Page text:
If you’re in the market for a dedicated server, you’ll have a list of priorities. Reliability and performance are almost always at the top, and to satisfy these demands a dedicated box can deliver a range of features, including RAID storage.

Originally standing for redundant array of inexpensive disks, but now generally understood as redundant array of independent disks, the concept of RAID isn’t exactly new. The term originated in 1987 at the University of California, Berkeley, with an academic paper laying out ‘A Case for Redundant Arrays of Inexpensive Disks (RAID)’ in 1988.

The basic idea behind RAID is to distribute data across multiple storage devices to deliver improved reliability and/or performance. Exactly how these benefits are achieved depends on how RAID is implemented, with the various schemes known as ‘RAID levels’, such as RAID 1 and RAID 5.

  • RAID 1 is a commonly employed RAID level that mirrors data across two separate storage drives to create redundancy. If one drive fails, the other one retains identical data. In practice this means you can avoid data loss and maintain availability, even in the face of hardware failure. The only catch is that whatever the volume of your data, you’ll always need double the amount of storage space.
  • RAID 5 requires at least three separate drives, and uses a technique called ‘data striping’ to ensure redundancy by distributing data across all drives in the array. In the event of storage failure, the affected data can be reconstructed based on the ‘parity’ information held on the other drives.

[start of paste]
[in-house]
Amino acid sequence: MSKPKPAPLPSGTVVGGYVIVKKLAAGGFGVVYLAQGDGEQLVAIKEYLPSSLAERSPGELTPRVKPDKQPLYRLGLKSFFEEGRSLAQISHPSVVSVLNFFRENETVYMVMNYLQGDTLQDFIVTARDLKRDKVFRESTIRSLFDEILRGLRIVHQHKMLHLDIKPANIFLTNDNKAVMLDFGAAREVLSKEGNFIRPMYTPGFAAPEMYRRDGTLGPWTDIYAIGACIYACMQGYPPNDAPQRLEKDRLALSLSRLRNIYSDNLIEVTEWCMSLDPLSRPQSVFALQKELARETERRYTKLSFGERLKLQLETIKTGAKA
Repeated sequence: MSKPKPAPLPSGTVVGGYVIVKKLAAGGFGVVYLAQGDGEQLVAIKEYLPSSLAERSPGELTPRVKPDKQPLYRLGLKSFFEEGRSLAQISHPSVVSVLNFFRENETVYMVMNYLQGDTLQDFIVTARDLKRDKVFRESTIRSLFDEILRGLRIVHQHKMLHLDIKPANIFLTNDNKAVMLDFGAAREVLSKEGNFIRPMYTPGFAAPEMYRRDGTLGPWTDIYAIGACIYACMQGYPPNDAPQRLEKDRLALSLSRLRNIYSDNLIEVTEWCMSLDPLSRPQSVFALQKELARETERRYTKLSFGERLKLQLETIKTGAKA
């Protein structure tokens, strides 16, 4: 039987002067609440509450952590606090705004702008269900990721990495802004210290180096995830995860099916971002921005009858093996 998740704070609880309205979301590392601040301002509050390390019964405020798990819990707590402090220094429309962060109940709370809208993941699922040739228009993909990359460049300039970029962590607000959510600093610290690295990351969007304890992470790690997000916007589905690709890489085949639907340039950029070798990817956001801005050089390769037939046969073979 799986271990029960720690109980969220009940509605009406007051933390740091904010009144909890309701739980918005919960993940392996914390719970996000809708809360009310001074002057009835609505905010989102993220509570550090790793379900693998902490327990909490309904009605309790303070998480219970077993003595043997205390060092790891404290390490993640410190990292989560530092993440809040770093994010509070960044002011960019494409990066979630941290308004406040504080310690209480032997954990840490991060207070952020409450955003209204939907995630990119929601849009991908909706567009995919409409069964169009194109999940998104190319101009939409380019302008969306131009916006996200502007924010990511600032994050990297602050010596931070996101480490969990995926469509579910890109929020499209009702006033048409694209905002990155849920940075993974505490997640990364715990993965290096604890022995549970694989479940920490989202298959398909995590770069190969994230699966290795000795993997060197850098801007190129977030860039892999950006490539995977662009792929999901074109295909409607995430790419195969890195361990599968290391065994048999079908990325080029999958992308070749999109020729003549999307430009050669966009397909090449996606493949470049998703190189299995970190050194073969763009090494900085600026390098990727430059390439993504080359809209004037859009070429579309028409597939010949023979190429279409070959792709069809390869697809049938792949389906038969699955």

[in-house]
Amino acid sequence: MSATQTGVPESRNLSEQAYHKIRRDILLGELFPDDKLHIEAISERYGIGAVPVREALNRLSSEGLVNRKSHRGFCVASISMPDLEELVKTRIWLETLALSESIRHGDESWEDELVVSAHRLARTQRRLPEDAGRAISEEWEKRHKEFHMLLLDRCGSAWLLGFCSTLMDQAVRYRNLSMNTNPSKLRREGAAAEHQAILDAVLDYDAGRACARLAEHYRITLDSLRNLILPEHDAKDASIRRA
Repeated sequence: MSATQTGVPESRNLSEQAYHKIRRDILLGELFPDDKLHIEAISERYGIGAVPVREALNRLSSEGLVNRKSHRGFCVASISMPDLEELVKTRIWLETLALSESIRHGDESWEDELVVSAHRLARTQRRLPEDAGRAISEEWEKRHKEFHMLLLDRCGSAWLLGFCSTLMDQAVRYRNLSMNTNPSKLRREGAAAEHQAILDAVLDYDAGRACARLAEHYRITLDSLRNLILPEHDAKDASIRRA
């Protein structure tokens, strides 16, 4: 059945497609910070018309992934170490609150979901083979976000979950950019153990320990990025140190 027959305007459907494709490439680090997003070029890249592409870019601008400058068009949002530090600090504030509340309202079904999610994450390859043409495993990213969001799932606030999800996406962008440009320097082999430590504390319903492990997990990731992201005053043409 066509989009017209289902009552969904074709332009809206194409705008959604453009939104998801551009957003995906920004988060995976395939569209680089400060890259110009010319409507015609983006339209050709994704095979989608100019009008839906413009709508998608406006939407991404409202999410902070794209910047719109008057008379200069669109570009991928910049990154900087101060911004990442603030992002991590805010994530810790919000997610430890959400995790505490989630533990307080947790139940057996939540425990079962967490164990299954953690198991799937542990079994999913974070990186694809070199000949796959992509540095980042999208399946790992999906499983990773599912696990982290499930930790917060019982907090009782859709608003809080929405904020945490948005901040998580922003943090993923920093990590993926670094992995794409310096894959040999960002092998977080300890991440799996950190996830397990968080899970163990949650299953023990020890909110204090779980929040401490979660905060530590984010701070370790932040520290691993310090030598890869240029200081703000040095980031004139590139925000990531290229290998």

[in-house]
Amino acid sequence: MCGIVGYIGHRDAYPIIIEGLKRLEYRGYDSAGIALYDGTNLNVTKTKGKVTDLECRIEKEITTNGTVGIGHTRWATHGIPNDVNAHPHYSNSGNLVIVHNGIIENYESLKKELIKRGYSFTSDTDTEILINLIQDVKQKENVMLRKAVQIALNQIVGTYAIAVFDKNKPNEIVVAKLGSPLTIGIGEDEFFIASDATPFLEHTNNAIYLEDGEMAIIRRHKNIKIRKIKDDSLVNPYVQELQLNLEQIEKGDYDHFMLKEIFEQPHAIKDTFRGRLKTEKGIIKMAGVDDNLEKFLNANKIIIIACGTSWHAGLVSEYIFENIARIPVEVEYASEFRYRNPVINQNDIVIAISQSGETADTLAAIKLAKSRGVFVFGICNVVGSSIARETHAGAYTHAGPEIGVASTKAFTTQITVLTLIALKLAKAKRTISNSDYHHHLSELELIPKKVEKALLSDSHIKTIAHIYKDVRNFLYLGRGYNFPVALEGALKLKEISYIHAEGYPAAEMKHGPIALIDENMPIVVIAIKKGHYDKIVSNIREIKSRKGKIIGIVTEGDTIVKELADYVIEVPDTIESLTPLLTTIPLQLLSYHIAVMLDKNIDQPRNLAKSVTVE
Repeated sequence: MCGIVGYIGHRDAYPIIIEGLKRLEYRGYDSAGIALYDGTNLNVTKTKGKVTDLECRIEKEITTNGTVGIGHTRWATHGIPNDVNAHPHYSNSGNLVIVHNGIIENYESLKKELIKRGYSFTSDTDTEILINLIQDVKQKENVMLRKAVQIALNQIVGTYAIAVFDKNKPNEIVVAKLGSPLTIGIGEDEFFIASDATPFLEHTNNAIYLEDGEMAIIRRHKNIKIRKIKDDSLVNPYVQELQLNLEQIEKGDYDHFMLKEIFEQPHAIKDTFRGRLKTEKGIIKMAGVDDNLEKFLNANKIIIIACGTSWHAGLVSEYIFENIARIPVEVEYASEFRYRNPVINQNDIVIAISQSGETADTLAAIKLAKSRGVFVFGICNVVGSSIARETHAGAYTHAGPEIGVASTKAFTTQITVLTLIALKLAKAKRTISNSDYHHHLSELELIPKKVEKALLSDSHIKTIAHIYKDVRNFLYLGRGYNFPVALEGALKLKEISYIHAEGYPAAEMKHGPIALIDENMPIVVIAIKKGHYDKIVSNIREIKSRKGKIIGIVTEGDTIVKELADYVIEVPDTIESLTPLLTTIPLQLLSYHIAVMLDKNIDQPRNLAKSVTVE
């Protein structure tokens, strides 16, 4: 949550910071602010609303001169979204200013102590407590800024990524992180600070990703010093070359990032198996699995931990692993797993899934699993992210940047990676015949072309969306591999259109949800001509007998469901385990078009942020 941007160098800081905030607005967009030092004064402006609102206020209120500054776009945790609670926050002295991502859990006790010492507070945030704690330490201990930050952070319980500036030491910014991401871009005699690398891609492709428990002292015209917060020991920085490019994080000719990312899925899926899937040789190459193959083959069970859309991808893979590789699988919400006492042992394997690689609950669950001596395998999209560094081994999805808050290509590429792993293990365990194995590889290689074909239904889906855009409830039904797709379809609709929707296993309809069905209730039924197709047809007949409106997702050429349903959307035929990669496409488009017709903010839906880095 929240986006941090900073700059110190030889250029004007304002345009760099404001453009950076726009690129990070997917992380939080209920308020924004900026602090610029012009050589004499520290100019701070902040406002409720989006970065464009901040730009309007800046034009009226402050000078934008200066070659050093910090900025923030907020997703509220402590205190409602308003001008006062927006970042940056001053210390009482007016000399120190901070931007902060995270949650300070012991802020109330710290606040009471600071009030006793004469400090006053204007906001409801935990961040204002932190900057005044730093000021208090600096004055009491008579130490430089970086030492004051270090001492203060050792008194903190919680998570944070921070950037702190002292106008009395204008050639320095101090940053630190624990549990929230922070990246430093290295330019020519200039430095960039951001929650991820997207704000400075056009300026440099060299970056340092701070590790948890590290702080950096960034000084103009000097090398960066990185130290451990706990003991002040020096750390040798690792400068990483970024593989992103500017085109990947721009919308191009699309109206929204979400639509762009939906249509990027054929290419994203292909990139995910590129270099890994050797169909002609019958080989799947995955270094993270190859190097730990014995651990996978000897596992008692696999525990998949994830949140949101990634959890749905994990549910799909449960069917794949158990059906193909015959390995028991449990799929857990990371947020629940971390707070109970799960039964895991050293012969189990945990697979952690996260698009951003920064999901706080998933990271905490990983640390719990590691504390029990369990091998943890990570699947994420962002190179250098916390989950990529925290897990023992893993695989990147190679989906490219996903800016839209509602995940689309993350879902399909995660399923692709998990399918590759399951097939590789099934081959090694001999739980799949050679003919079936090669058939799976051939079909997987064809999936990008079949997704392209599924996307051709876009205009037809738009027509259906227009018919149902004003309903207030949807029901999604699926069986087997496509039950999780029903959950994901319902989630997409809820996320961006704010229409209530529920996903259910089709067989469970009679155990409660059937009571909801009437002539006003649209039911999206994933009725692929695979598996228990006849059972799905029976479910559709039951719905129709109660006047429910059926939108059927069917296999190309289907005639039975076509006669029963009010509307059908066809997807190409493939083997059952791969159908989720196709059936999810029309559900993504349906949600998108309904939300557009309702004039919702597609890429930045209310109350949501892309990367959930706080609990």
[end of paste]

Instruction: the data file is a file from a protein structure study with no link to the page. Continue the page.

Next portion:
Of course, RAID 1 and RAID 5 are just two of the most popular RAID levels, mainly because they offer a cost-effective balance of redundancy and performance. RAID comes in a variety of flavours to fill a wide range of needs.

RAID 0 uses data striping to improve performance, but lacks redundancy. RAID 2 and RAID 3 also utilise striping, but are rarely implemented today. RAID 4 is similar to RAID 5, but with a dedicated parity disk instead of distributed parity, while RAID 6 expands on RAID 5 by adding double parity – meaning two drives can fail before any data is lost. A myriad of non-standard and hybrid RAID levels like RAID 10 (combining RAID 1 and 0) have also been developed.

So when it comes to fault-tolerance, RAID storage is a critical consideration for anyone running a dedicated server. Data can be the most valuable asset of a business, and RAID is one of the best ways to ensure its survival. That’s not to imply RAID is a substitute for a dedicated backup – important data should always be regularly backed up and stored separately from your server – but it does form a vital layer of reliability.

All Fasthosts Dedicated Servers come with RAID as standard. Our servers are equipped with multiple high-capacity storage drives with RAID solutions, including fast SSDs. Talk to our team for more details of dedicated servers with a full range of performance features and maximum reliability.